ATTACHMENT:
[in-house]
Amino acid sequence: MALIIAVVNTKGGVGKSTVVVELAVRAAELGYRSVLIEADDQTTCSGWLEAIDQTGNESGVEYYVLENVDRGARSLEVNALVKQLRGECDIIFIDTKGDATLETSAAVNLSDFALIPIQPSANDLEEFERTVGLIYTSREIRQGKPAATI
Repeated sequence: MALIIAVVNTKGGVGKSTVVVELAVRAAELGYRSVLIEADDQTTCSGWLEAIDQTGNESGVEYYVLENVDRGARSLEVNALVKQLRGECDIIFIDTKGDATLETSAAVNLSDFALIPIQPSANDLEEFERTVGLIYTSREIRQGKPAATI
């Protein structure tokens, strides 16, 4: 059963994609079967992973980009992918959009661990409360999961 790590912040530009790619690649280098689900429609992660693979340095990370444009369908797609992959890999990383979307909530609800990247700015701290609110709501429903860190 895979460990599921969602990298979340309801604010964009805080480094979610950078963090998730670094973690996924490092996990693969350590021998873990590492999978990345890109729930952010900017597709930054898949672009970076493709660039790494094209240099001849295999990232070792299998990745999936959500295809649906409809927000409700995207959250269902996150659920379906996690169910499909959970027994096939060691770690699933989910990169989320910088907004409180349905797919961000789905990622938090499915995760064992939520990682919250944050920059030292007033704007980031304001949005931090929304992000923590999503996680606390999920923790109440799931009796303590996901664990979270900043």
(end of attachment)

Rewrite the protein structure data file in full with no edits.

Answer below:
[in-house]
Amino acid sequence: MALIIAVVNTKGGVGKSTVVVELAVRAAELGYRSVLIEADDQTTCSGWLEAIDQTGNESGVEYYVLENVDRGARSLEVNALVKQLRGECDIIFIDTKGDATLETSAAVNLSDFALIPIQPSANDLEEFERTVGLIYTSREIRQGKPAATI
Repeated sequence: MALIIAVVNTKGGVGKSTVVVELAVRAAELGYRSVLIEADDQTTCSGWLEAIDQTGNESGVEYYVLENVDRGARSLEVNALVKQLRGECDIIFIDTKGDATLETSAAVNLSDFALIPIQPSANDLEEFERTVGLIYTSREIRQGKPAATI
């Protein structure tokens, strides 16, 4: 059963994609079967992973980009992918959009661990409360999961 790590912040530009790619690649280098689900429609992660693979340095990370444009369908797609992959890999990383979307909530609800990247700015701290609110709501429903860190 895979460990599921969602990298979340309801604010964009805080480094979610950078963090998730670094973690996924490092996990693969350590021998873990590492999978990345890109729930952010900017597709930054898949672009970076493709660039790494094209240099001849295999990232070792299998990745999936959500295809649906409809927000409700995207959250269902996150659920379906996690169910499909959970027994096939060691770690699933989910990169989320910088907004409180349905797919961000789905990622938090499915995760064992939520990682919250944050920059030292007033704007980031304001949005931090929304992000923590999503996680606390999920923790109440799931009796303590996901664990979270900043």